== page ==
Wednesday, 18 March 2009

Templeton Prize awarded to Bernard d'Espagnat

The website of the Templeton Prize reports the award of the 2009 Templeton Prize to Bernard d'Espagnat. Physics World's report of the award is here. This award is interesting because Bernard d'Espagnat's work as a physicist and philosopher has explored the implications of quantum mechanics for how we understand the reality of the world.

As I understand his thought, d'Espagnat argues from the non-localisation of objects associated with a quantum mechanical understanding of them to the notion that the whole of reality has being "as a whole" and that "being" should not be associated with any individual object in isolation from others. He argues that the (mathematical) formulations of quantum mechanics represent a tool that can be used to predict the outcomes of measurements that we might make of events, and resists the giving of any "reality" to the wavefunctions and their associated probabilities of differing outcomes. Thus, at a superficial glance, his thought can appear to be idealistic - in the philosophical sense of that word.

However, d'Espagnat does talk about "Being", with a capital letter, as being a kind of ground behind the phenomna of quantum mechanics. In my own way of expressing it, d'Espagnat recognises that quantum mechanics, because of its probabilistic and non-localised nature, moves the question of existence away from being just a question about the existence of old-fashioned, physical objects that we can touch, feel, throw around and measure with a metre rule to being a question about what it existence is in itself. The philosophical implication of quantum mechanics is to force us to think about the idea of Being, and, for d'Espagnat, this consists of some sort of "Being" that takes in the "whole" of what is contained in the quantum mechanical formulation of things.

The idea of God to which d'Espagnat is attracted is that expressed in the way God reveals his name to Moses: "I am who am". He is in some ways more attracted to Eastern religions, with their sense of mystery about existing/being, than he is to Christian faith which has a "harder" tradition of the way it understands being. So far as I can gather, he is agnostic so far as the existence of God is concerned.

The most accessible account of his thought I have been able to find is in the text of a lecture or paper on the website of the Pontifical Lateran University: "State of the Art" and perspectives: Quantum Physics and the Ontological Problem. There is also a shorter account in Bernard d'Espagnat's statement on receiving the Templeton Prize.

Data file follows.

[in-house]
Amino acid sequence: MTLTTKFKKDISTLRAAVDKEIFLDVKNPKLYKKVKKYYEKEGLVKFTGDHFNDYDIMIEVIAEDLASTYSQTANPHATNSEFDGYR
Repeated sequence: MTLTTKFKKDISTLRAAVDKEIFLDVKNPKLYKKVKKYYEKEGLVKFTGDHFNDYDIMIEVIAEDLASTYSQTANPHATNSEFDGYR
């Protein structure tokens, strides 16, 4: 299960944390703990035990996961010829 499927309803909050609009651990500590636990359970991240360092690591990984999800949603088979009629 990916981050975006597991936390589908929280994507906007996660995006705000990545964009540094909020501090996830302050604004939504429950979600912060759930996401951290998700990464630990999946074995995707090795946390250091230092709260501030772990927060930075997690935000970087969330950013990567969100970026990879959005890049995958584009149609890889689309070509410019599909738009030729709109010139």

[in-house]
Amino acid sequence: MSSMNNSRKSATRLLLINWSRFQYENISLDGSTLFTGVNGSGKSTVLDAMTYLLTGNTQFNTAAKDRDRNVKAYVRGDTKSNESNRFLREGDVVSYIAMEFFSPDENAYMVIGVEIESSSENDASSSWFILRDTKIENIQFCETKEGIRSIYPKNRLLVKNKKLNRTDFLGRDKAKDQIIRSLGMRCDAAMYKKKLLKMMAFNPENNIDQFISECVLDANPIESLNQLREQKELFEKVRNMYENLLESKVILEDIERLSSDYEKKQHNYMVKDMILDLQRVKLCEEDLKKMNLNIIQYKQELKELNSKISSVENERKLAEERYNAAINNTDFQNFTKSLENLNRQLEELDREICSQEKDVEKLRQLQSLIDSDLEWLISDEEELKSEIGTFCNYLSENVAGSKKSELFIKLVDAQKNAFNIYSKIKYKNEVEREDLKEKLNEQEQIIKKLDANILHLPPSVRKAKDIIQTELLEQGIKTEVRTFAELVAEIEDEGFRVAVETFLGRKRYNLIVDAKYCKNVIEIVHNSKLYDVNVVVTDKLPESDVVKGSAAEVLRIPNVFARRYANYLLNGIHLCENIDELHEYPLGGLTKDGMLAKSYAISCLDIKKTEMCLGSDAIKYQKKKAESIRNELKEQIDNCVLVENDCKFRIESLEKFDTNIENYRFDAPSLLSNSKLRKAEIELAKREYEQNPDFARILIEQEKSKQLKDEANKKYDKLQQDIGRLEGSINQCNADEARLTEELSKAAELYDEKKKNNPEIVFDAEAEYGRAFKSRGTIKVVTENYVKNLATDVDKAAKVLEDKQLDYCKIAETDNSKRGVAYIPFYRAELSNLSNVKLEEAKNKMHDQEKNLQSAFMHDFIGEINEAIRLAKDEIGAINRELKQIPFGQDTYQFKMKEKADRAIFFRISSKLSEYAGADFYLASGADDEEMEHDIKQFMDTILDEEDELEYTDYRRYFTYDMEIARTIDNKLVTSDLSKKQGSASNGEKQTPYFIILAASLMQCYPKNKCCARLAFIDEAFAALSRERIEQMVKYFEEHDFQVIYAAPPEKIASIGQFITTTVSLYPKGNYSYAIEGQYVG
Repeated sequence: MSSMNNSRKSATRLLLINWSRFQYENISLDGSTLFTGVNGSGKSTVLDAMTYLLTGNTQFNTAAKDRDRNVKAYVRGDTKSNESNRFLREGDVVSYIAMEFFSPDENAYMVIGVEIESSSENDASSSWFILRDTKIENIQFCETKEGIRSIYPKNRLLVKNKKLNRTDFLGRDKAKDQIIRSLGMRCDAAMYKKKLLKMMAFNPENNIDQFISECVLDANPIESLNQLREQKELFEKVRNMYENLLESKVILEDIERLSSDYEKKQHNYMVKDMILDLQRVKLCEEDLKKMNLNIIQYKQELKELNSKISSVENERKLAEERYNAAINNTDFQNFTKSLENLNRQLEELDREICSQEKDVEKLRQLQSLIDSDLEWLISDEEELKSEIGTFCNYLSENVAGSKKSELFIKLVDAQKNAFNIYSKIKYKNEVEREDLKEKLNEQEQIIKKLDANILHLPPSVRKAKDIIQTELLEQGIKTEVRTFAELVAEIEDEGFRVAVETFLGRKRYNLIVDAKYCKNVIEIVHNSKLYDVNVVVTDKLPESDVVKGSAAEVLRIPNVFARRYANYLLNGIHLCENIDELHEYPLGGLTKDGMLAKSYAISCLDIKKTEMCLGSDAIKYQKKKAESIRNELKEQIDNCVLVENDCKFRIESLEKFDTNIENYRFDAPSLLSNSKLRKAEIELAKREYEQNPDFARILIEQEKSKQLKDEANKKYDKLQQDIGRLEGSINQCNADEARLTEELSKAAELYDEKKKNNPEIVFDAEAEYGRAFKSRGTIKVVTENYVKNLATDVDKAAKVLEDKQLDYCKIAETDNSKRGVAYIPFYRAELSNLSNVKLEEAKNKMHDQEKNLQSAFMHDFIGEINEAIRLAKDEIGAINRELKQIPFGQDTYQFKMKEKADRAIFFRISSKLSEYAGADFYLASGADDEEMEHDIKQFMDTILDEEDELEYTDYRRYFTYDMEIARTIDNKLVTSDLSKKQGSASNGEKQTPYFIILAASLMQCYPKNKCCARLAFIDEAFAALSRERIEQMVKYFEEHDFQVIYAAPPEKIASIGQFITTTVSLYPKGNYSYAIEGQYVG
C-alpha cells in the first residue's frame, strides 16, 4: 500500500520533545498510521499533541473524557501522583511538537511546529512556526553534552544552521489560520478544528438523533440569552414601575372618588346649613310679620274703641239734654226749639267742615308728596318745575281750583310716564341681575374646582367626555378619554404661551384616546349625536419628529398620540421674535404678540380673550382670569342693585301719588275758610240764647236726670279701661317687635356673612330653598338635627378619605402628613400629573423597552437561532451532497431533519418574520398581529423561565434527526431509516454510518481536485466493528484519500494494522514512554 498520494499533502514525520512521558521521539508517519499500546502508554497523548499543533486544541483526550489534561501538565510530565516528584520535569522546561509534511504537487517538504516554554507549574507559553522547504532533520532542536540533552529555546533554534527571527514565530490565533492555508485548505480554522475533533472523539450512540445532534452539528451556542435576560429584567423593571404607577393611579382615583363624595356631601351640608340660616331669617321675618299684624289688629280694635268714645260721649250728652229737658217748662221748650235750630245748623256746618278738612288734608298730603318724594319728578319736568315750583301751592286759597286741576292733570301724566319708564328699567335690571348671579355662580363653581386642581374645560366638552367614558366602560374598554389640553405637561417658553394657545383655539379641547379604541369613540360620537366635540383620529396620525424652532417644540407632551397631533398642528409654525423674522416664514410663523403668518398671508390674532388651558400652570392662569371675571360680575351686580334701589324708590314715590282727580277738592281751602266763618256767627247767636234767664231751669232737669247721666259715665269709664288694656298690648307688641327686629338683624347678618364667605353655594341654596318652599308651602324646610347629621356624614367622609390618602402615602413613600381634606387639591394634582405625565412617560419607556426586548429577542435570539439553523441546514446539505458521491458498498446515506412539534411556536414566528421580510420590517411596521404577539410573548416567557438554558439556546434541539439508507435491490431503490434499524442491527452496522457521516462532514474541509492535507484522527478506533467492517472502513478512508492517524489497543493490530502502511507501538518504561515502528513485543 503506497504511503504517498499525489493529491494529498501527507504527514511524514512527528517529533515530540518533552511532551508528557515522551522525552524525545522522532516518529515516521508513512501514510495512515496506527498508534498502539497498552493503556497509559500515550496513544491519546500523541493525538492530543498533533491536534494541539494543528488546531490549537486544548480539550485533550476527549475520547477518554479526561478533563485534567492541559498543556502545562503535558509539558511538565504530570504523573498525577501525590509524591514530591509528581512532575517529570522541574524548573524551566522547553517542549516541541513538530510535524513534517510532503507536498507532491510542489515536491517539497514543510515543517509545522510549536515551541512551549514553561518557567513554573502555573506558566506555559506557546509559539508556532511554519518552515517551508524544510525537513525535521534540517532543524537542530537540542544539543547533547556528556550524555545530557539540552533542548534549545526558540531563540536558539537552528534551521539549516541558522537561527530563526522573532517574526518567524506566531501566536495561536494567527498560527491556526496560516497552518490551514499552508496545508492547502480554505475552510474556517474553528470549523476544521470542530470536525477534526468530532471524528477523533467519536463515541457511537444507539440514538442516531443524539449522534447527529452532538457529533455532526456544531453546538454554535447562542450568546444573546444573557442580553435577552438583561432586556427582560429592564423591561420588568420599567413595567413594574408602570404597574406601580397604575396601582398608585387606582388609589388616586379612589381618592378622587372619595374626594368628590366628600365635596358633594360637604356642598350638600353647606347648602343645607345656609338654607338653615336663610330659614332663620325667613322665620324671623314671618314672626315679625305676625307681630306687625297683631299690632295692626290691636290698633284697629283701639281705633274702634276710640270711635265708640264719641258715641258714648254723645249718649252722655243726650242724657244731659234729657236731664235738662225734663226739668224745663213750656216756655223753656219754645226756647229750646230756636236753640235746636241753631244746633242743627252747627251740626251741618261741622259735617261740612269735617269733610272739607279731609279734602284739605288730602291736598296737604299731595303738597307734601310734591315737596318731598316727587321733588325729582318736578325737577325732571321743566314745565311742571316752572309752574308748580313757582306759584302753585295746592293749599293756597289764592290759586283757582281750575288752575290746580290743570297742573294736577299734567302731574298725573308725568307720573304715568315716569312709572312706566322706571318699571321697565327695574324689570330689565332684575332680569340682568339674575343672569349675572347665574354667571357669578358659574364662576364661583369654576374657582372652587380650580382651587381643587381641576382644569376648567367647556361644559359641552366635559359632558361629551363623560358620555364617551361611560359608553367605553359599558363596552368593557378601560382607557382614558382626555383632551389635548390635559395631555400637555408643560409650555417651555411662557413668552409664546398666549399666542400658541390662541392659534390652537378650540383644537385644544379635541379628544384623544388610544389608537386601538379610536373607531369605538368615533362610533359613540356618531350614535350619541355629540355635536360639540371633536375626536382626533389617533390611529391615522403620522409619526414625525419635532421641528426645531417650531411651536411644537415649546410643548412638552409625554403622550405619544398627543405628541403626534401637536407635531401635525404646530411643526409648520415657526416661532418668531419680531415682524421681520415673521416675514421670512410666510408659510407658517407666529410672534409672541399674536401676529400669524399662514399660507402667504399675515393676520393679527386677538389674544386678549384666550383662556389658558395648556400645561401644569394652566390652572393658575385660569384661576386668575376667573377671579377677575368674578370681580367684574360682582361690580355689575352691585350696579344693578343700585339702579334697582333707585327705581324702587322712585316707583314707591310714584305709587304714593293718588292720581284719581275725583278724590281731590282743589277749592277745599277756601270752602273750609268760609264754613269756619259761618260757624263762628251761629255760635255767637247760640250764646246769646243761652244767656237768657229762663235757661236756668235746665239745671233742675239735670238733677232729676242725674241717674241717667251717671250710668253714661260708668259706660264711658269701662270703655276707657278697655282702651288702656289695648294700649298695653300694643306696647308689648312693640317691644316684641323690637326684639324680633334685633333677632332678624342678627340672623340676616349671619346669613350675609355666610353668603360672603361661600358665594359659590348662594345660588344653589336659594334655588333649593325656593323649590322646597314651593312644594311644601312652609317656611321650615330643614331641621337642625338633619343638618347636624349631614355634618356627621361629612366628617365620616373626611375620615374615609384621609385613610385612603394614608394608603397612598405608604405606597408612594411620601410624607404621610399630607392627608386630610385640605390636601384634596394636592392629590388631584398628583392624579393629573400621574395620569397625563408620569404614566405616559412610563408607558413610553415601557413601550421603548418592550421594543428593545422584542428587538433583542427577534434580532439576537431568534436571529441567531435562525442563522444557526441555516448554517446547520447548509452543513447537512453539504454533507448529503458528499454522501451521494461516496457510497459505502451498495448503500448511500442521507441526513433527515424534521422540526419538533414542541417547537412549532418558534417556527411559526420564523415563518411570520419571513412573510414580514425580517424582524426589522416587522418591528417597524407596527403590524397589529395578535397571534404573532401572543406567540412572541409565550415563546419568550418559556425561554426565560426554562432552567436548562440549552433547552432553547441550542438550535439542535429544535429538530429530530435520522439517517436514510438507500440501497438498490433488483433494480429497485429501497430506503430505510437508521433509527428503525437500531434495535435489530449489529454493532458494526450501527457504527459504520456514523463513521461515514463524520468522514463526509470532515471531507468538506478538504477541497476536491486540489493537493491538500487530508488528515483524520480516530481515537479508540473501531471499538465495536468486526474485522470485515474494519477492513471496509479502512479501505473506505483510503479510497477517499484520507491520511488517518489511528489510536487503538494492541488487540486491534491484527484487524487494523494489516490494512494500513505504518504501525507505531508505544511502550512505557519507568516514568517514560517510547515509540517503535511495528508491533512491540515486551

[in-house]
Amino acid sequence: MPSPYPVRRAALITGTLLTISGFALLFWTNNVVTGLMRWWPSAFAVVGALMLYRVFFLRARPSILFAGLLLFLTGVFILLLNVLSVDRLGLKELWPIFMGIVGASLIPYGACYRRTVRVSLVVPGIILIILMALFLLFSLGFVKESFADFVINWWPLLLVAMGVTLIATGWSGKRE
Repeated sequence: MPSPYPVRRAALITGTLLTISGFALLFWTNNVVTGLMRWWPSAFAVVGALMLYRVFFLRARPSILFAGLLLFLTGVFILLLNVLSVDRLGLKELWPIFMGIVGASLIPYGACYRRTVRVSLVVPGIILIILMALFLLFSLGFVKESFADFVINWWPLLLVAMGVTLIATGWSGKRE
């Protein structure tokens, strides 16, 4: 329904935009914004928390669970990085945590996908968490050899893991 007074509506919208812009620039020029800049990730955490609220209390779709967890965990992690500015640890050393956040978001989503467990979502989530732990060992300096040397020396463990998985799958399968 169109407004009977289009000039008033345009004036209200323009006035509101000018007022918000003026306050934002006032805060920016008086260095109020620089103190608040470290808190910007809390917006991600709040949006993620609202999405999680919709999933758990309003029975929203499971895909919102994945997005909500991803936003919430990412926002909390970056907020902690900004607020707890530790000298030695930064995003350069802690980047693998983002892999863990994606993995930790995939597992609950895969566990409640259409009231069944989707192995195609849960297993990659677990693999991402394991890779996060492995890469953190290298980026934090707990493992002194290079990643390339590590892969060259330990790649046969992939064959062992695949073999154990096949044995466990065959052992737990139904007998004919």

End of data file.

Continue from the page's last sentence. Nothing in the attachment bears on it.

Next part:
d'Espagnat's work does raise a question about the ability of mankind, whether it be through the methods of science or those of philosophical enquiry in the broadest sense of that term, to come to knowledge of the Reality that he describes as being "veiled". If this "veiled" is understood in a Balthasarian sense (and there is no reason to think that d'Espagnat explicitly does understand it in this sense), it is at once a "hiding" and a "showing" that can reveal to us Reality. One can perhaps imply this possibility in d'Espagnat's thought. At the end of his paper from the Lateran University, he writes: seems to me that there is some relationship between the "ontological suggestions" of contemporary physics and the "negative theology". My point is that there exists a similarity between the notion of Mind-Independent Reality - so much removed from our way of thinking that is is not even embedded in space and time - and the God of this theology, concerning which we can say what it is not. Consequently, I would not be averse to a view that, leaving somewhat aside the awkward question of "God as a person", would identify Man-Independent Reality with the notion we have of some divine Being.
And at the end of his statement on receiving the Templeton Prize:

I consider I have sound reasons to believe in the ground of things I mentioned,lying beyond our ability at conceptualizing and which from time immemorial thinkers, less naive than was often thought, called “the Divine.”

It also raises a second question, a question about the exact nature of the "veiled" Reality of which d'Espagnat speaks and writes. Is it the same idea of Being that we find in traditional metaphysical study, or is it something different?

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